All four drivers have been let off after being fined

3 school vehicle drivers booked for drunken driving in a month What about childrens safety
news Saturday, August 27, 2016 - 18:23

With three cases of drunken driving against school vehicle drivers in a less than a month, parents are a worried lot.

Two bus drivers were booked on Friday alone. Venkataswamy and Krishna had brought 80 children each from News Horizon Gurukul, Marathahalli for a school excursion to Lalbagh for a picnic.

“Around 11 am, I was on rounds. I noticed that the two drivers were not wearing uniforms. When I asked why, I immediately realised they sounded drunk. The alcometer also showed positive for both,” said Mahalakshmi, inspector, who booked them for drunken driving. “We later spoke to the school management and they arranged for another bus to pick the students up,” she added.

Just the previous day, a private vehicle driver ferrying students from Bishop Cotton School was caught for drunken driving during a special drive conducted by the traffic police in Ulsoor area.

The driver Manju was booked and the bus seized as he had neither the vehicle’s papers nor a license, said Ulsoor traffic police inspector, Mohammed Ali.

Adugodi Inspector Ramesh Kumar said that less than a month ago, bus driver of Vivekananda International Public school (VIP) School was caught for drunken driving.

All the four accused were let off with a fine of Rs 2,000, according to the rules of the Motor Vehicles Act. But the Motor Vehicle Amendment Bill 2016 which was recently presented at the parliament proposes to hike it to Rs 10,000.

New Horizon Gurukul, VIP and Bishop Cottons School did not respond to The News Minute’s calls.

Parents say that school authorities are often lax about the safety of children. Shanta, whose son studies in Class 8, said that she stopped sending her son by a school bus after an accident a few years ago.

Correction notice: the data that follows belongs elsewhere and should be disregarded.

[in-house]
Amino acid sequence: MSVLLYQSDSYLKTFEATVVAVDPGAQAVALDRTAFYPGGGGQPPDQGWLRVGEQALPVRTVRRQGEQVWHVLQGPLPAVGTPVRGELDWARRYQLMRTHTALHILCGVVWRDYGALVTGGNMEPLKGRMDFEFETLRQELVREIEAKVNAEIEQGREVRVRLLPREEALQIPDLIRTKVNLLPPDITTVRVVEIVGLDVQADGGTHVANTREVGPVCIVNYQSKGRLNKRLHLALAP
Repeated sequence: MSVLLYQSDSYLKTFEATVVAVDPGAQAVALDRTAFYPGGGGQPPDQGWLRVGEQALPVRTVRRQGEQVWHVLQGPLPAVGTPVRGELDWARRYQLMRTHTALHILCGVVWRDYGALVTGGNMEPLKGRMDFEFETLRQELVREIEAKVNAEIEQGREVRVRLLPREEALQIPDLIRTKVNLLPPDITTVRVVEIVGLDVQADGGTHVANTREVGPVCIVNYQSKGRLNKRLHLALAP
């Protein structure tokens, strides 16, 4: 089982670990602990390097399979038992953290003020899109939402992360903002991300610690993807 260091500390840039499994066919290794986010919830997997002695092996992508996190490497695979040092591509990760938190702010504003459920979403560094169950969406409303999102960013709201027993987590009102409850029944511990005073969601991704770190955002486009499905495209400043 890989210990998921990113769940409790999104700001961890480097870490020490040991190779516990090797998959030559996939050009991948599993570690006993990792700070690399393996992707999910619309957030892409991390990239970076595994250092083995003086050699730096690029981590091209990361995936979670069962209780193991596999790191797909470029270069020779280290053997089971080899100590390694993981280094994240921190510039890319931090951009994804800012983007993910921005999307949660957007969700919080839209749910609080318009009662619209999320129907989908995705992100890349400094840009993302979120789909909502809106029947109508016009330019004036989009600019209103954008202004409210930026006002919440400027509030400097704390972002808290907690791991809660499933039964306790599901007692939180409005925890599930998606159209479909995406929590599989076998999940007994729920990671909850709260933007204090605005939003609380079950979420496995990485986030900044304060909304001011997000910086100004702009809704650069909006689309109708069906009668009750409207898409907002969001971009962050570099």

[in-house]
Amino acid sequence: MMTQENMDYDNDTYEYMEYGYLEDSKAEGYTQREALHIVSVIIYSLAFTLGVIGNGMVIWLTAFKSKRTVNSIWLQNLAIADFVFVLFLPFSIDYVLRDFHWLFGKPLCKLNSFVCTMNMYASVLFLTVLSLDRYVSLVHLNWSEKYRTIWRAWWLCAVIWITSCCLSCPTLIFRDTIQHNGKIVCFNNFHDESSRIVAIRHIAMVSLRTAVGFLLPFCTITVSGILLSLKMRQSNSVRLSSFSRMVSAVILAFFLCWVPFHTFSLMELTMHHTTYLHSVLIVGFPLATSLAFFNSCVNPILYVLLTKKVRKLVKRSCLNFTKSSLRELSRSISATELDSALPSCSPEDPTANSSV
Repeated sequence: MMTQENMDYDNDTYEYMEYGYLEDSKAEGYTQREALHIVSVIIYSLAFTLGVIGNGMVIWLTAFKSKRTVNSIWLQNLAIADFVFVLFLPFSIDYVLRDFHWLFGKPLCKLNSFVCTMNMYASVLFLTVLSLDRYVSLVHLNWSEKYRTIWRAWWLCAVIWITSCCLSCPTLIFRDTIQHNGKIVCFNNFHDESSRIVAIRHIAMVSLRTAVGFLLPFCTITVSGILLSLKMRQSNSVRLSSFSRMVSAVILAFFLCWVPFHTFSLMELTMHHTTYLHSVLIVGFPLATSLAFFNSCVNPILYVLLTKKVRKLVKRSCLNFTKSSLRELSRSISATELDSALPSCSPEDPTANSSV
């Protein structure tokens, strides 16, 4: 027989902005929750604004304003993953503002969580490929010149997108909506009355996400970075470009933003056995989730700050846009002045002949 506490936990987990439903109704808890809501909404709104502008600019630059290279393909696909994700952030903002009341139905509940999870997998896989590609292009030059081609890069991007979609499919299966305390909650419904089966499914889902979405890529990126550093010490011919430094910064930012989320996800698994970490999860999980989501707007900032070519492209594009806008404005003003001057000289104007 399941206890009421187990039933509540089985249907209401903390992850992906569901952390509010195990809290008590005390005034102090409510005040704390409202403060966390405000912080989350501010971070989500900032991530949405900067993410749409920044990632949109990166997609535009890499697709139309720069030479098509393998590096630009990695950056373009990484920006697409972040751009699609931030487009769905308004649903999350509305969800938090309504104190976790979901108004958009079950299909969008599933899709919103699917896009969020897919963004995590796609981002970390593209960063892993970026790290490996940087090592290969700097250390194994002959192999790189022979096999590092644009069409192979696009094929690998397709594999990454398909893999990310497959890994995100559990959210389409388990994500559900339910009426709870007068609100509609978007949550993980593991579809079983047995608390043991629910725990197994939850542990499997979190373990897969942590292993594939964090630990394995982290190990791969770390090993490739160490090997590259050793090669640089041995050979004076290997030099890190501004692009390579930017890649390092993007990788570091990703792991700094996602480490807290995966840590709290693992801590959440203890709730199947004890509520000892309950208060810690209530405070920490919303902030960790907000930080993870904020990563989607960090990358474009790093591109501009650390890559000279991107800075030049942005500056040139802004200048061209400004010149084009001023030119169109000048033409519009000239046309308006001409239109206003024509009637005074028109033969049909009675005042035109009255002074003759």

“The buses are very rash even on small roads. Once, the driver braked suddenly, causing most children to fall. My son lost three teeth,” she said.

She said that the school charged Rs 20,000 for a year as conveyance, but accepted no responsibility except for sacking the driver.

“The school management nonchalantly called us and told us he needed to be taken to a doctor. Only when we reached there we knew the truth. They refused our request to compensate and asked us to book a case against the driver if we wanted,” she said.

Uma Shanker, another parent, said that it should be the school’s responsibility to make sure the children are safe.

“I haven’t seen rash driving cases. It is not about compensation the school should make sure the people hired come through a reliable agency. They must make sure these people come with properly verified papers,” Umashankar said. He added that he would gladly participate if parents groups’ organised protests over these issues.

However, Manjunath, whose son studies in Chinmaya Vidyalaya, felt that the government should increase the fine and punishment for school bus drivers.

“What’s the guarantee that people hired through agencies do not commit crime? The punishment should be harsher and the fine should be heavy. Even the school and the agency should be fined,” he said. 

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